dd<-dd[with(dd,order(imodel)),]
tt <- unique(dd[c("imodel","template")])[,"template"]

### Content Characteristics
### For each row denoting a family, are the numbers multiples of 10 or are they three digits
### Array of indices

dd<-dd[with(dd,order(family)),]

multten<-unique(dd[dd$m10==1,c("family")])
threedig<-unique(dd[dd$d3==1,c("family")])

X<-length(multten)
Y<-length(threedig)

### Form Characteristics 
### For each row denoting a template, is the form a verbal representation or is it arranged horizontally
### Base category is comprised of items displayed in numeric format, numbers arranged 
### array of indices

dd<-dd[with(dd,order(imodel)),]

vv<-unique(dd[dd$verbal==1,c("imodel")])
hh<-unique(dd[dd$horiz==1,c("imodel")])

A<-length(vv)
B<-length(hh)

#########################
### Estimate Model
#########################

myfit <-sampling(my_compiled_model,
              data = c("N","J","K","P","M","Q",
                       "A","B","X","Y",
                       "peeps","item","pid",
                       "iid","fid","mid","tid",
                       "parent","score","mm","tt",
                       "multten","threedig",
                       "vv","hh"), 
              pars = c("uj","sigma_item","fam_resid","mod_resid","template_mu","char_m10","char_d3","disp_verb","disp_horiz"),
              control = list(stepsize=0.001, adapt_delta=0.999, max_treedepth=15),
              iter = 50, warmup=25, chains = 1, thin=1, save_warmup=TRUE,
              verbose = T) 


Help with specification of hierarchical priors?
#2

Going back through previous posts (I have admittedly been wrestling with this model code for a while), one solution to group-specific random effects would be to specify the offsets as vectors, i.e., vector [M] modmu_offset; and in the model block, use the .* operator to multiply the elements of that vector by the corresponding elements of the mod_resid vector.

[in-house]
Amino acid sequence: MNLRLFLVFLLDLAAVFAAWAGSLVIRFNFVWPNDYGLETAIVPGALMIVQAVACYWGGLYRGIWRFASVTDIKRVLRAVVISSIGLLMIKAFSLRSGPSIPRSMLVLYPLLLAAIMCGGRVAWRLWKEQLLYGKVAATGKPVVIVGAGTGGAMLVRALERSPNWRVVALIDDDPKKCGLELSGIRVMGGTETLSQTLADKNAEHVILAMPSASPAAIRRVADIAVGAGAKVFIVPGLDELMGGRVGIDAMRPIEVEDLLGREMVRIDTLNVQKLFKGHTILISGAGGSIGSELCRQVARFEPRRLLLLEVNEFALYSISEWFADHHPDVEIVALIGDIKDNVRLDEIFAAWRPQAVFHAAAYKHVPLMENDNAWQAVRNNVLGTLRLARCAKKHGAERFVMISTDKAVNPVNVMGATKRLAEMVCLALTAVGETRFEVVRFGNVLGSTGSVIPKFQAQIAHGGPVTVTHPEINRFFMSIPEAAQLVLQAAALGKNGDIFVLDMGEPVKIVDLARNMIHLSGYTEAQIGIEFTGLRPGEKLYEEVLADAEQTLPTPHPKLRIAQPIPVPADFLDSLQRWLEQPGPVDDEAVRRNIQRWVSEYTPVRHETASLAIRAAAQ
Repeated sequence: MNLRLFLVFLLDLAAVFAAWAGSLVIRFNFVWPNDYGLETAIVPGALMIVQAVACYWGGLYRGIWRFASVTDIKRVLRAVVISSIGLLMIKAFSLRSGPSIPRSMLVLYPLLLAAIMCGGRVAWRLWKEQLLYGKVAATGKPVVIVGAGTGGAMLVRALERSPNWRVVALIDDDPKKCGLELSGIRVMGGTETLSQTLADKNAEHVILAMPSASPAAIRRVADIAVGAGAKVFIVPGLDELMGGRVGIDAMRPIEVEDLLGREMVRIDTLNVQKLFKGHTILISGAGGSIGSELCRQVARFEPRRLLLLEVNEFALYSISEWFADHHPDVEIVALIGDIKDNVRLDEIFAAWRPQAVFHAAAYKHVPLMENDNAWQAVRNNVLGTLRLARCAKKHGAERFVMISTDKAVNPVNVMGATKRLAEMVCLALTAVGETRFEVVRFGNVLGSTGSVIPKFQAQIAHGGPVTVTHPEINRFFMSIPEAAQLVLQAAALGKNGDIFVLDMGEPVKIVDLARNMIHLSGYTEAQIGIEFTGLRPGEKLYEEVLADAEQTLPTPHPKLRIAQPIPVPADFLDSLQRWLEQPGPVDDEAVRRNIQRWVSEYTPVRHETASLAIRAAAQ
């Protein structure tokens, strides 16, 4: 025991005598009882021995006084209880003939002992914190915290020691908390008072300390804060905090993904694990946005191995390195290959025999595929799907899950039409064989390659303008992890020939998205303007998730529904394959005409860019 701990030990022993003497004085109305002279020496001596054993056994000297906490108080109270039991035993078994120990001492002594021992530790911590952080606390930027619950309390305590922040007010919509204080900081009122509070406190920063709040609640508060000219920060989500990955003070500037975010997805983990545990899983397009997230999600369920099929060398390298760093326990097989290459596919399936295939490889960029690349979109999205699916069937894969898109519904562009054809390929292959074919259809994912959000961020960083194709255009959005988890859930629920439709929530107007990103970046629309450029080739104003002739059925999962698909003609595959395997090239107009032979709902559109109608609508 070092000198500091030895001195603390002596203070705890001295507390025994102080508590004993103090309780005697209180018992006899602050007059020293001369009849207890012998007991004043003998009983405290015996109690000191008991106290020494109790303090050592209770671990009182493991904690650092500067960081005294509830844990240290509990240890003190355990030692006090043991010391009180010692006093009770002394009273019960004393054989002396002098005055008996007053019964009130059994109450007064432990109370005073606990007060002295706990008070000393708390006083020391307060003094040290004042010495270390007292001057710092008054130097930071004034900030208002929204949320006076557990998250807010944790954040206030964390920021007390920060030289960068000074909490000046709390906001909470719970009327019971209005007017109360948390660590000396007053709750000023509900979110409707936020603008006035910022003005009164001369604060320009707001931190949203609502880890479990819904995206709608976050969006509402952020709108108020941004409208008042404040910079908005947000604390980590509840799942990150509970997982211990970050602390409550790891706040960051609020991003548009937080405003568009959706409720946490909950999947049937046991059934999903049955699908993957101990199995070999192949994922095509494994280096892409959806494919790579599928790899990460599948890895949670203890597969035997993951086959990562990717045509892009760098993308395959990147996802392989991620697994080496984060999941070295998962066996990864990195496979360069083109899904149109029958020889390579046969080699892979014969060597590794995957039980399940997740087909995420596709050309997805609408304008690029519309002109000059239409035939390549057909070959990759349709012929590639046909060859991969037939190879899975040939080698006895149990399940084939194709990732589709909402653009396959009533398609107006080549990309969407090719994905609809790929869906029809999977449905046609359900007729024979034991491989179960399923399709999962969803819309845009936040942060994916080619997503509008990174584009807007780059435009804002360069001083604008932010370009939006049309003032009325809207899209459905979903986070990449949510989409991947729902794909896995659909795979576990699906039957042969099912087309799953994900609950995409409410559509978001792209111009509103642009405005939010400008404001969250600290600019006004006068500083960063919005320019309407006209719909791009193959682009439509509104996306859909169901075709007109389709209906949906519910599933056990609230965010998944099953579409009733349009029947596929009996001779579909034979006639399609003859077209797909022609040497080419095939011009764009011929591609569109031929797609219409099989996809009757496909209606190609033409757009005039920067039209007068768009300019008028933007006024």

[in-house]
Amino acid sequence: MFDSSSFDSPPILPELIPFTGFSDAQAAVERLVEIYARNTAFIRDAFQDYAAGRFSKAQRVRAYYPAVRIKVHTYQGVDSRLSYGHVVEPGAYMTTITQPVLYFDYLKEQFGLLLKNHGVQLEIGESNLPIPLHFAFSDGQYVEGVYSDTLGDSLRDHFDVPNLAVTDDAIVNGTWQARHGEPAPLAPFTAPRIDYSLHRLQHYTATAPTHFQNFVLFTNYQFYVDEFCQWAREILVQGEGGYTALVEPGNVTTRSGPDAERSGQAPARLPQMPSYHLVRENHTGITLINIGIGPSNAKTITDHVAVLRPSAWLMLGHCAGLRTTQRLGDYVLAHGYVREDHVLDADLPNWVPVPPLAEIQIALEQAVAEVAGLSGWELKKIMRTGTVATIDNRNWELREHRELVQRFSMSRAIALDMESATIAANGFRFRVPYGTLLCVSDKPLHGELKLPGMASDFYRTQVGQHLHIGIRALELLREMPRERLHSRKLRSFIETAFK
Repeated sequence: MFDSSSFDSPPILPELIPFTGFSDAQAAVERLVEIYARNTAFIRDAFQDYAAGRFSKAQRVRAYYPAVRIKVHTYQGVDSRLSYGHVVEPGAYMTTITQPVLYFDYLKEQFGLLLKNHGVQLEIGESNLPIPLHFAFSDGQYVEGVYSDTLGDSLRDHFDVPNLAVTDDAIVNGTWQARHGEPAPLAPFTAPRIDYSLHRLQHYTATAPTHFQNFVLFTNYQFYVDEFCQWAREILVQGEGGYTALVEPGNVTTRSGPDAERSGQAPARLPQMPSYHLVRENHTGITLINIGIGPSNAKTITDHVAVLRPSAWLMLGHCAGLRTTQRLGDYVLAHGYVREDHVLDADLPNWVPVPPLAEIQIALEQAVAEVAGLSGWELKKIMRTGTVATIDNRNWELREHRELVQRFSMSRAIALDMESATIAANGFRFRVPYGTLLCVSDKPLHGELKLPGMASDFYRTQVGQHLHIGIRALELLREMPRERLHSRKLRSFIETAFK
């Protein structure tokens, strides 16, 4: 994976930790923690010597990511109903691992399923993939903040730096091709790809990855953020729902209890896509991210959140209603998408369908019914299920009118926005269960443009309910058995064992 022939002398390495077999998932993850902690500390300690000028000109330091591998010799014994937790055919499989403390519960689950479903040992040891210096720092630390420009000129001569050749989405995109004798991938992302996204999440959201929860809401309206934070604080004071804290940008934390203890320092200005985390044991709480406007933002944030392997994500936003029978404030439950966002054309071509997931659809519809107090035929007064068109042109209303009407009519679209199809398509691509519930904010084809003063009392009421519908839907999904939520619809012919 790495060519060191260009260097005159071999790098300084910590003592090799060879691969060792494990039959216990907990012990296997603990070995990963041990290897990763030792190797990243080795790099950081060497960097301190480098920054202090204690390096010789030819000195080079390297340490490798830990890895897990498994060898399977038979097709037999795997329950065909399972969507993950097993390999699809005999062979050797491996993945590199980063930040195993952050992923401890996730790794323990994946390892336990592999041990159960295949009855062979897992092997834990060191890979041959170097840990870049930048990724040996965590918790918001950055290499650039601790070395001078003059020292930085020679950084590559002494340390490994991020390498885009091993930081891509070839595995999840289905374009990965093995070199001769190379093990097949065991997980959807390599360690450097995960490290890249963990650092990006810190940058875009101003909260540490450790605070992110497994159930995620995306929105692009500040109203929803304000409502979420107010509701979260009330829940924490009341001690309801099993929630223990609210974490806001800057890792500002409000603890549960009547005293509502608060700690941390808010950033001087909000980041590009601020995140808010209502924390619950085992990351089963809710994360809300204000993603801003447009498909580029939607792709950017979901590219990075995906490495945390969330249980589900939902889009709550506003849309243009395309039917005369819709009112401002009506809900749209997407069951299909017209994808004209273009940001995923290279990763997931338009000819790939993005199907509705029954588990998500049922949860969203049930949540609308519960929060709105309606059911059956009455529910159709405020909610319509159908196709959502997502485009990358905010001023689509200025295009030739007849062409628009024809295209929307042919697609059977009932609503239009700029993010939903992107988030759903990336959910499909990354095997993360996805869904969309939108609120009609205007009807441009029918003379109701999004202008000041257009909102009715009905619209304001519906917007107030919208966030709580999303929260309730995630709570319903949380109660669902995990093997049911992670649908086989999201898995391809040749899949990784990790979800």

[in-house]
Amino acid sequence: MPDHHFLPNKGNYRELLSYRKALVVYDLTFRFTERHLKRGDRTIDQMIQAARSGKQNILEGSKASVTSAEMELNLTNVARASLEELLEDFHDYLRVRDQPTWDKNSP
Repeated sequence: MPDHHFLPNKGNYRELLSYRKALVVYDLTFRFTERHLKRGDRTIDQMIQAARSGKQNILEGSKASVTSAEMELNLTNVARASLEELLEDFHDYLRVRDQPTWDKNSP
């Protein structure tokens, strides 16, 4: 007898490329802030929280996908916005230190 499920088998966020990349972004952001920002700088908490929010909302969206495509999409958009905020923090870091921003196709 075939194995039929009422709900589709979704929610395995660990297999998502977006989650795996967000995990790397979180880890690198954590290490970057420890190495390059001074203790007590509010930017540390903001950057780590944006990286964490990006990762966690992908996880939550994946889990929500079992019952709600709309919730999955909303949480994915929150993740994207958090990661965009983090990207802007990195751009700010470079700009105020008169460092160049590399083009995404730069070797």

Not sure if the .* approach might be the best option, and curious to hear if anyone has suggestions for making the estimation of the fixed effects more efficient also.


#3

It seems unlikely that you need this many draws from each chain.

What are your n_effs? For most situations (where you only need a couple digits of precision on your estimates), n_effs in the hundreds are fine, which usually don’t take more than a few thousand draws in total to get.

Taking that number down to 2000 or 1000 seems like one effective way to speed up the model haha.


#4

Thanks for the feedback!

After reviewing autocorrelations of the parameters, I made the decision to thin my chains with an interval of 10, yielding 10,000 observations (excluding warm-up, four chains x 2500 observations each). My effective sample sizes are around 6,000 for the variances, which are the most difficult to estimate.

I had run chains that long in an effort to minimize the number of divergent transitions (still getting a few)… But it seems as though divergences may just… happen?